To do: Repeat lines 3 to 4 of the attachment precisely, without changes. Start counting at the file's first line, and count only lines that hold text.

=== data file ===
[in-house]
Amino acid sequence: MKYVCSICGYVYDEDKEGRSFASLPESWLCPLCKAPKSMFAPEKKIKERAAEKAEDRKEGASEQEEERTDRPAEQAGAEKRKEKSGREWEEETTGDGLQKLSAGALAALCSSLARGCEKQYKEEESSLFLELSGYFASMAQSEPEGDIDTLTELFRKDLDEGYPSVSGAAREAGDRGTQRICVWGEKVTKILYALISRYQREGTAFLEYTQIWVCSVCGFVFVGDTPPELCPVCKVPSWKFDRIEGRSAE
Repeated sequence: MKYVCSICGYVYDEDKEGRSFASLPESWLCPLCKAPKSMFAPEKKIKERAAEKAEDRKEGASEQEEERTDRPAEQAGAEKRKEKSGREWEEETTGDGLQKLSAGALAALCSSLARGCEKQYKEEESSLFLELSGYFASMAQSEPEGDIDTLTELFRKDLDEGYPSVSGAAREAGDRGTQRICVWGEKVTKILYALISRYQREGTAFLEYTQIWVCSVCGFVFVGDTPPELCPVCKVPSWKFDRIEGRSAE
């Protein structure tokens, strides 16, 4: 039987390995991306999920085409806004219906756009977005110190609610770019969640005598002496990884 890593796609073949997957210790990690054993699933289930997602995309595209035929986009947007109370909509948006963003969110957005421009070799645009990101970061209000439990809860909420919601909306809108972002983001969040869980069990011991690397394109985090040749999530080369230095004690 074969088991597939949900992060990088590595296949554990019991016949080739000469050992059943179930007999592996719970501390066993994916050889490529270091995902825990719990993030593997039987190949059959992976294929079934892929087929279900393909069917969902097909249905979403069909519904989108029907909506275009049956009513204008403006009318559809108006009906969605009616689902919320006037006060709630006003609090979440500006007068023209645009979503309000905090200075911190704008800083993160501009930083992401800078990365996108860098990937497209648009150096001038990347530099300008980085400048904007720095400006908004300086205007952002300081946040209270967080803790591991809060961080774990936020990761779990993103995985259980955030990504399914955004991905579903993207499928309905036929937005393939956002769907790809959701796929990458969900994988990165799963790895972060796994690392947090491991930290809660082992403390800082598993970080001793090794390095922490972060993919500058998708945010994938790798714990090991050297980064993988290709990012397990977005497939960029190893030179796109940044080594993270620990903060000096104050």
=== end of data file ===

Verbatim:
Repeated sequence: MKYVCSICGYVYDEDKEGRSFASLPESWLCPLCKAPKSMFAPEKKIKERAAEKAEDRKEGASEQEEERTDRPAEQAGAEKRKEKSGREWEEETTGDGLQKLSAGALAALCSSLARGCEKQYKEEESSLFLELSGYFASMAQSEPEGDIDTLTELFRKDLDEGYPSVSGAAREAGDRGTQRICVWGEKVTKILYALISRYQREGTAFLEYTQIWVCSVCGFVFVGDTPPELCPVCKVPSWKFDRIEGRSAE
């Protein structure tokens, strides 16, 4: 039987390995991306999920085409806004219906756009977005110190609610770019969640005598002496990884 890593796609073949997957210790990690054993699933289930997602995309595209035929986009947007109370909509948006963003969110957005421009070799645009990101970061209000439990809860909420919601909306809108972002983001969040869980069990011991690397394109985090040749999530080369230095004690 074969088991597939949900992060990088590595296949554990019991016949080739000469050992059943179930007999592996719970501390066993994916050889490529270091995902825990719990993030593997039987190949059959992976294929079934892929087929279900393909069917969902097909249905979403069909519904989108029907909506275009049956009513204008403006009318559809108006009906969605009616689902919320006037006060709630006003609090979440500006007068023209645009979503309000905090200075911190704008800083993160501009930083992401800078990365996108860098990937497209648009150096001038990347530099300008980085400048904007720095400006908004300086205007952002300081946040209270967080803790591991809060961080774990936020990761779990993103995985259980955030990504399914955004991905579903993207499928309905036929937005393939956002769907790809959701796929990458969900994988990165799963790895972060796994690392947090491991930290809660082992403390800082598993970080001793090794390095922490972060993919500058998708945010994938790798714990090991050297980064993988290709990012397990977005497939960029190893030179796109940044080594993270620990903060000096104050």